Health Risks from Fluorescent Lightbulbs
Uncle Sam’s Not-So-Bright Solution
Soon the switch from inefficient incandescent bulbs to power-saving ones like CFLs will be complete, and America will be conserving countless kilowatts of power. So what if a little radiation and mercury are part of the bargain?
By Bryan Smith, Photographs by Claire Benoist, Posted Date: May 2, 2013
“IT’S NOT ROCKET SCIENCE,” MIRIAM RAFAILOVICH, PH.D., is saying, perhaps sensing my distress after she’d peppered me with rapid-fire tech talk at her lab at Long Island’s Stony Brook University. “Here, look. You can see it.”
She holds up one of those spirally CFLs—compact fluorescent lights, the bulbs that have been crowding out incandescents on store shelves. “There,” says the materials engineering researcher. “And there. And, oh my, look at that. Wow.”
Sure enough, it doesn’t take Stephen Hawking to spot a series of hairline cracks in the coiled glass tubing, along with one hole the size of a small beauty mark. “We found the same thing in every bulb we bought,” Rafailovich says.
Last year, Rafailovich’s research team at Stony Brook conducted a series of experiments showing that these innocent-looking fissures allowed ultraviolet rays to leak out. And leak not just a little of UV radiation but enough to cause skin damage akin to what a day at the beach sans sunscreen might yield. The UV toll on unshielded eyes could be even worse: You may as well be gazing straight at a solar eclipse, she says.
It’s the reason she keeps CFL bulbs far away from her at home, only using them in ceiling fixtures. And more important, it’s why she’s deeply concerned about a little-discussed but profoundly impactful switch already occurring for U.S. consumers. (You can replace your lightbulbs at home, but your office is a different story.)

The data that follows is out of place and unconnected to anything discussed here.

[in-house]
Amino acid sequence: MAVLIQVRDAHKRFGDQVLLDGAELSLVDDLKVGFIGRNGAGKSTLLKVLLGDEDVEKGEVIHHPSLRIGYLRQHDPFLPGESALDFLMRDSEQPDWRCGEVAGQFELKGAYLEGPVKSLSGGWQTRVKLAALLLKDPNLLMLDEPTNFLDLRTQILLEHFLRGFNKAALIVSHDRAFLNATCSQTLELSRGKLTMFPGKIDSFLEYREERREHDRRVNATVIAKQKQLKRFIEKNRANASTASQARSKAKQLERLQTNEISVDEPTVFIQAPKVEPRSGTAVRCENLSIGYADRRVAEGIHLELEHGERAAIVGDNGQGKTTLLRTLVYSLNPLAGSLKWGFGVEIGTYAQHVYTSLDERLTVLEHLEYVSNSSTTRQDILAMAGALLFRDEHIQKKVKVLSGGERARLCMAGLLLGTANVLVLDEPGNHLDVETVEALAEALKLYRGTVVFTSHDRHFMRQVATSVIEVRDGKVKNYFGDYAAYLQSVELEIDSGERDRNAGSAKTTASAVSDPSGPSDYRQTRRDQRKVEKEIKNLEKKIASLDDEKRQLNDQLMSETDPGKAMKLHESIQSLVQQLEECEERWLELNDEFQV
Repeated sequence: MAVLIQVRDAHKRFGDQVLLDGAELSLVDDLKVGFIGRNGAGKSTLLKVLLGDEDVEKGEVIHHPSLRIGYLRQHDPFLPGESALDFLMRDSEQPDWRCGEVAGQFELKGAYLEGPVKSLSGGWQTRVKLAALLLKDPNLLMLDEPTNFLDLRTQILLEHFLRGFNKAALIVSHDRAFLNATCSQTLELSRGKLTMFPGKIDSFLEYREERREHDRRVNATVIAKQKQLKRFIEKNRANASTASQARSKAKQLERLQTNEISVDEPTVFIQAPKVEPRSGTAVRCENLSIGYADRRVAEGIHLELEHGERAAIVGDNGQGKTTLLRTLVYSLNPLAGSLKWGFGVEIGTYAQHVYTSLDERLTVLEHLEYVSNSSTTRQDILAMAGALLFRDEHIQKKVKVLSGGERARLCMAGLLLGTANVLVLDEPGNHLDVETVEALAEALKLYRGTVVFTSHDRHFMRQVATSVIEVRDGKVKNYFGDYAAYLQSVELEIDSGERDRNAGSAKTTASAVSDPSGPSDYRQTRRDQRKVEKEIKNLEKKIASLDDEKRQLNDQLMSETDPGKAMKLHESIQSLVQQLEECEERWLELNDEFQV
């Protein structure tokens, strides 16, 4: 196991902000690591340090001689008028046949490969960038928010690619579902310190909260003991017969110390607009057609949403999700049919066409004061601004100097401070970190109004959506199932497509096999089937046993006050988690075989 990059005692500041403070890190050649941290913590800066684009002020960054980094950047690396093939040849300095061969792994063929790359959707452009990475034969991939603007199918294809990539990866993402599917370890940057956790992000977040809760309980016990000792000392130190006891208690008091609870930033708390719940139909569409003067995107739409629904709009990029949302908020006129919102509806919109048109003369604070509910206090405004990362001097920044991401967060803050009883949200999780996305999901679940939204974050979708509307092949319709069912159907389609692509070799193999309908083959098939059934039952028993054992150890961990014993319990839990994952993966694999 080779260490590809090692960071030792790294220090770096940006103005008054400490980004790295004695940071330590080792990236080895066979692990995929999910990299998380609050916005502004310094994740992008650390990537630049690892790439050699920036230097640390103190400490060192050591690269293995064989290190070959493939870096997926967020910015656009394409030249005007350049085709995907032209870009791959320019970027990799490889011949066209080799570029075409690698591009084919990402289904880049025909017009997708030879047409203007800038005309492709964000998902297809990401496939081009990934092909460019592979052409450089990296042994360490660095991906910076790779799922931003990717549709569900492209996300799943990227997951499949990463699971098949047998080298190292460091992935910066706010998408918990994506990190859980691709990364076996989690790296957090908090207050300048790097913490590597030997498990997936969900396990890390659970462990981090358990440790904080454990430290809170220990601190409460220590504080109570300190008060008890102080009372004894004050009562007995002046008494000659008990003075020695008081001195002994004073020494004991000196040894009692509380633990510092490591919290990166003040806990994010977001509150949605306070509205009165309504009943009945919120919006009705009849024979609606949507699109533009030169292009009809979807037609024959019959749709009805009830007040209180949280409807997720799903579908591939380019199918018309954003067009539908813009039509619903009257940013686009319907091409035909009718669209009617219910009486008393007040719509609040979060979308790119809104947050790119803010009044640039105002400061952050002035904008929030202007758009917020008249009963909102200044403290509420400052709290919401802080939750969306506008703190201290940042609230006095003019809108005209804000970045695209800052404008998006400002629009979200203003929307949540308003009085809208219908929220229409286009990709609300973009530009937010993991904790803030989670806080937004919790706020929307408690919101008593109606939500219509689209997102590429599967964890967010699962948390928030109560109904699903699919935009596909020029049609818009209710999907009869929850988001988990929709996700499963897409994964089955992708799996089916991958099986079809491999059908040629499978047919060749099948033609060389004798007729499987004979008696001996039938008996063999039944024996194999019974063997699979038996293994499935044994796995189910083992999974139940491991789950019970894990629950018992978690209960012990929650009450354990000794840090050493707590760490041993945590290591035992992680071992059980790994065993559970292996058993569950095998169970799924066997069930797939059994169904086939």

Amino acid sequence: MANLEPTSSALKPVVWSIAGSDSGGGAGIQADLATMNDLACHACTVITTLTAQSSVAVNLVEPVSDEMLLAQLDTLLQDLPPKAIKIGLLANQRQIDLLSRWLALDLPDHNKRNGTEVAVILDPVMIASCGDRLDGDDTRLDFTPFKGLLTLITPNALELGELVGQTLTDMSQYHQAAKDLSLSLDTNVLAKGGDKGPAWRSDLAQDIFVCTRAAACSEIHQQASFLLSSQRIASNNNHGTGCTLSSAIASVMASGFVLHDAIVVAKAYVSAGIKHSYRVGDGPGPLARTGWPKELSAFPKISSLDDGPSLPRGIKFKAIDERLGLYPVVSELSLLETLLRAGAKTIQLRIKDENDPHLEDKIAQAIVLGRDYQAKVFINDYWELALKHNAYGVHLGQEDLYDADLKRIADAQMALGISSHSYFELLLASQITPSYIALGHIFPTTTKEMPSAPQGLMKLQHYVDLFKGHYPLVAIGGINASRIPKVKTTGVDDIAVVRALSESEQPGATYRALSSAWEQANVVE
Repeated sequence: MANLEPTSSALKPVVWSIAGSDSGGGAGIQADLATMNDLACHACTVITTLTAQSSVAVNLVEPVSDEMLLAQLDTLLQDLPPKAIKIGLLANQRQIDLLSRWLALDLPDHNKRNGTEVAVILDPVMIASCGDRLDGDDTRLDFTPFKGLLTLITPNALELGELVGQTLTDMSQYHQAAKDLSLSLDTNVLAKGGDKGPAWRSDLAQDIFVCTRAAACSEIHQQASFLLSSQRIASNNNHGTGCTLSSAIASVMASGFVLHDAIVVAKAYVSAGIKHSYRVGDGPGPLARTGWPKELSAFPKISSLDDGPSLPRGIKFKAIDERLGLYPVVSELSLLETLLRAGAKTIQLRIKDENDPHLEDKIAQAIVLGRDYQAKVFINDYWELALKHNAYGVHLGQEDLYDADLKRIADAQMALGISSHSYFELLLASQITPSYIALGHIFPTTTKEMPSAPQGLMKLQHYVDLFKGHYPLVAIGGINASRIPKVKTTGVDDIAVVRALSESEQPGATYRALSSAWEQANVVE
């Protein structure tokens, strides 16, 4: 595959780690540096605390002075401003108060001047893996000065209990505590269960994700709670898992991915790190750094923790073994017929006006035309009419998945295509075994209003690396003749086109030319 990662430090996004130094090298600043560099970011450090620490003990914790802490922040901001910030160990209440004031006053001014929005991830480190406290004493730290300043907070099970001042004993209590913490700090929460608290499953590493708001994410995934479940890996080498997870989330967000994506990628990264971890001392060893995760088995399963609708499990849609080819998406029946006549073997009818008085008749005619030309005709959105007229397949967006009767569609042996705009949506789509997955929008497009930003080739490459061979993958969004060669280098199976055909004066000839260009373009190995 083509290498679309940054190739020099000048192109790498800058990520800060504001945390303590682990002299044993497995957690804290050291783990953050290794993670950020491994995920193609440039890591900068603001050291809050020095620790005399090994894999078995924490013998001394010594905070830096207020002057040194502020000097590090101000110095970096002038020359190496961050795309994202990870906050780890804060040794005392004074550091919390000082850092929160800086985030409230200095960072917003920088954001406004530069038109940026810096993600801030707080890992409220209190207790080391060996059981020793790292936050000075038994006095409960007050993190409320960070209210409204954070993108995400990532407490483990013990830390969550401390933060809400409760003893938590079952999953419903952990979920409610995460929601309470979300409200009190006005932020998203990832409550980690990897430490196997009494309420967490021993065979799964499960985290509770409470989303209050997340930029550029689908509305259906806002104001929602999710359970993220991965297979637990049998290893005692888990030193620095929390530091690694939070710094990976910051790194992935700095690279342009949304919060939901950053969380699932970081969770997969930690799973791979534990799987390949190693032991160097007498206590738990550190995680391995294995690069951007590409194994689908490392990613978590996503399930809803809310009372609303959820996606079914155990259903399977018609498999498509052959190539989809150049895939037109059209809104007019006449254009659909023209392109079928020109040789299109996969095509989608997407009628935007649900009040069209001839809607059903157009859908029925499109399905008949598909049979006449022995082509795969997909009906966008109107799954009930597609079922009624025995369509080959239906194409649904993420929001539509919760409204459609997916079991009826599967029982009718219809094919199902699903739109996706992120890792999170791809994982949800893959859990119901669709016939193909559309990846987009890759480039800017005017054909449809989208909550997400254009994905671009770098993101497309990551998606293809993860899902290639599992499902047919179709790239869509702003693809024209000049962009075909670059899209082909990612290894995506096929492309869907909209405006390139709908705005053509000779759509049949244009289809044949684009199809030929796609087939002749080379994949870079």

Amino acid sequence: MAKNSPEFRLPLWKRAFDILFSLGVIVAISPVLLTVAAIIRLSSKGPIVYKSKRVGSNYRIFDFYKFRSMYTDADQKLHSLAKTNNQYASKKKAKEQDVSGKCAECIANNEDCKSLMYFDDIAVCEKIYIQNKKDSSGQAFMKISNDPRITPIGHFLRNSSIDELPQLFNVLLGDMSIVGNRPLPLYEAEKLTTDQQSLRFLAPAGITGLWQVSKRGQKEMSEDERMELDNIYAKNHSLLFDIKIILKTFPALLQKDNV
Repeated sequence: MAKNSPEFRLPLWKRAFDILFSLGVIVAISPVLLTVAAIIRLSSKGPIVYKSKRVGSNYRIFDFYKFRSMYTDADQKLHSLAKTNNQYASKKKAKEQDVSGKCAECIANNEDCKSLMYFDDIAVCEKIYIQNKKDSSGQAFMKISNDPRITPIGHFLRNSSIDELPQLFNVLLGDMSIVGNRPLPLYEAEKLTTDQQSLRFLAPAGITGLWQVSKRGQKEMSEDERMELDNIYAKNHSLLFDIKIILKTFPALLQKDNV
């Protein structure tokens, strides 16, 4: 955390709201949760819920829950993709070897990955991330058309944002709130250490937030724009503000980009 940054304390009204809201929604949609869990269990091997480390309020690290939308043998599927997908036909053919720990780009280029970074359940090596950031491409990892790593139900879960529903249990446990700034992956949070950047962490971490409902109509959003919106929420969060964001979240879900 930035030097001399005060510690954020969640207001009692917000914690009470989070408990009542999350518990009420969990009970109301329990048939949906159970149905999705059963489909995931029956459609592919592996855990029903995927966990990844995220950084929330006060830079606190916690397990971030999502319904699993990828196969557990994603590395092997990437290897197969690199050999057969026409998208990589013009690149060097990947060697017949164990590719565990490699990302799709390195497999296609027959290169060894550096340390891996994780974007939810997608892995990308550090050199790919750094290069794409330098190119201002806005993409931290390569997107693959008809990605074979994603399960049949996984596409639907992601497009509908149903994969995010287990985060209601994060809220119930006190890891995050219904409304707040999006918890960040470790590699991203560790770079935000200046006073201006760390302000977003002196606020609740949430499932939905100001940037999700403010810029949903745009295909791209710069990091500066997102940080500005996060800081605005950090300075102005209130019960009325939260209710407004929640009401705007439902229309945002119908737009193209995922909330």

As Rafailovich speaks, I become keenly aware of the fluorescent light shining on me from the tubes overhead. Such illumination has always seemed a little harsh to me but certainly not harmful—hardly noticeable, in fact. As I soak in what she’s telling me, I flick a glance at the white glow and wonder.
THE UNITED STATES HAD NOT EVEN TURNED 35 WHEN AN English chemist named Humphry Davy made a discovery as profound as the caveman’s first flame: He “created” light by connecting two wires to a battery and placing a charcoal strip between the wires. The light glowed white-hot as the juice from the battery flowed through it.
A practical use for Davy’s invention would not appear for another 70 years, when Thomas Edison, building on decades of hit-and-miss science, created the modern lightbulb by placing a carbon filament in an oxygen-free glass lamp. Edison’s first bulb stayed lit for almost 14 hours-a marvel at the time. Improvements to the discovery, including the replacement of carbon filaments with tungsten, continued through the decades until the bulb lit lamps all over the world. The one nagging problem, however, was that the technology wasted—and still wastes—vast amounts of energy.
And so, on a parallel track with the development of the incandescent bulb, other scientists tinkered with fluorescents. Instead of utilizing a glowing filament, the fluorescent light employs an integrated device called a ballast to produce an electric current that passes through a vapor mix of mercury and argon, exciting the molecules and producing ultraviolet rays. These rays strike the phosphor coating on the bulb, which then gives off visible light. The fluorescent tube as we know it today, the one shining down on cubicles around the world, took far longer to perfect than Edison’s famous invention did. But by the 1970s, these lights had not only come of age but also were mostly replacing the less efficient incandescents in stores, offices, workshops, and plants around the country.
The next step was to create a compact version of this tubular light source. It needed to be about the size of a standard incandescent and to fit into the same screw-based socket. Bending the tubes into the now familiar coil shape solved the problem, and the CFL was born.
In recent years, nations around the world, dazzled by the potential energy savings, have begun phasing out inefficient incandescent bulbs. Canada, Australia, and members of the European Union all either have stopped making the old bulbs or plan to stop soon. The United States started its own process in 2007, when Congress passed the Energy Independence and Security Act. After 2011, 100-watt incandescent bulbs were no longer being manufactured. On January 1 of this year, 75-watt bulbs followed suit. In 2014, any remaining inefficient incandescents, 60-watt and 40-watt, will fade to black for good.